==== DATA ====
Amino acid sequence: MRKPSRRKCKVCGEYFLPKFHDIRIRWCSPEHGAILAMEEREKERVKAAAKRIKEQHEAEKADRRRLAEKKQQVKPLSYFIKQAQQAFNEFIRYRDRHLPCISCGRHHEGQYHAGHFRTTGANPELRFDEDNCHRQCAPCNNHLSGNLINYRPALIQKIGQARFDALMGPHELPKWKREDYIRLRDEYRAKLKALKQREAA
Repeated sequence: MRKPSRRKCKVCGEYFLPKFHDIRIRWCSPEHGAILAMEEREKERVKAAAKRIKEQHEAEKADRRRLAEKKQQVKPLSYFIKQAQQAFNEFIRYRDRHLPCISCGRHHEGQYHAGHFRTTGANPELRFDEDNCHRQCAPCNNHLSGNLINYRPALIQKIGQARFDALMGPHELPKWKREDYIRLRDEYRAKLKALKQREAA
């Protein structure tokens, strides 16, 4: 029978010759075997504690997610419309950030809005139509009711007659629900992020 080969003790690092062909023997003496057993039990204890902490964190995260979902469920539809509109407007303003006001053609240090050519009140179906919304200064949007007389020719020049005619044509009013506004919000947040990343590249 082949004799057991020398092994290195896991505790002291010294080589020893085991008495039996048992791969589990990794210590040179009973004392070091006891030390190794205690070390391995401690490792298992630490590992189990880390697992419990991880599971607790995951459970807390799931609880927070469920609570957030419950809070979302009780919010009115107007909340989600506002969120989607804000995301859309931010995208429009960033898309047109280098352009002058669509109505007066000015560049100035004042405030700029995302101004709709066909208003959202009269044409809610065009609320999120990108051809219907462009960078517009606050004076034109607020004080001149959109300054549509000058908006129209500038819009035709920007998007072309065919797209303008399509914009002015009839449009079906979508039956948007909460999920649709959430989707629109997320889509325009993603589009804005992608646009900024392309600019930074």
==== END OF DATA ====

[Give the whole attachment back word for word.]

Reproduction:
Amino acid sequence: MRKPSRRKCKVCGEYFLPKFHDIRIRWCSPEHGAILAMEEREKERVKAAAKRIKEQHEAEKADRRRLAEKKQQVKPLSYFIKQAQQAFNEFIRYRDRHLPCISCGRHHEGQYHAGHFRTTGANPELRFDEDNCHRQCAPCNNHLSGNLINYRPALIQKIGQARFDALMGPHELPKWKREDYIRLRDEYRAKLKALKQREAA
Repeated sequence: MRKPSRRKCKVCGEYFLPKFHDIRIRWCSPEHGAILAMEEREKERVKAAAKRIKEQHEAEKADRRRLAEKKQQVKPLSYFIKQAQQAFNEFIRYRDRHLPCISCGRHHEGQYHAGHFRTTGANPELRFDEDNCHRQCAPCNNHLSGNLINYRPALIQKIGQARFDALMGPHELPKWKREDYIRLRDEYRAKLKALKQREAA
């Protein structure tokens, strides 16, 4: 029978010759075997504690997610419309950030809005139509009711007659629900992020 080969003790690092062909023997003496057993039990204890902490964190995260979902469920539809509109407007303003006001053609240090050519009140179906919304200064949007007389020719020049005619044509009013506004919000947040990343590249 082949004799057991020398092994290195896991505790002291010294080589020893085991008495039996048992791969589990990794210590040179009973004392070091006891030390190794205690070390391995401690490792298992630490590992189990880390697992419990991880599971607790995951459970807390799931609880927070469920609570957030419950809070979302009780919010009115107007909340989600506002969120989607804000995301859309931010995208429009960033898309047109280098352009002058669509109505007066000015560049100035004042405030700029995302101004709709066909208003959202009269044409809610065009609320999120990108051809219907462009960078517009606050004076034109607020004080001149959109300054549509000058908006129209500038819009035709920007998007072309065919797209303008399509914009002015009839449009079906979508039956948007909460999920649709959430989707629109997320889509325009993603589009804005992608646009900024392309600019930074």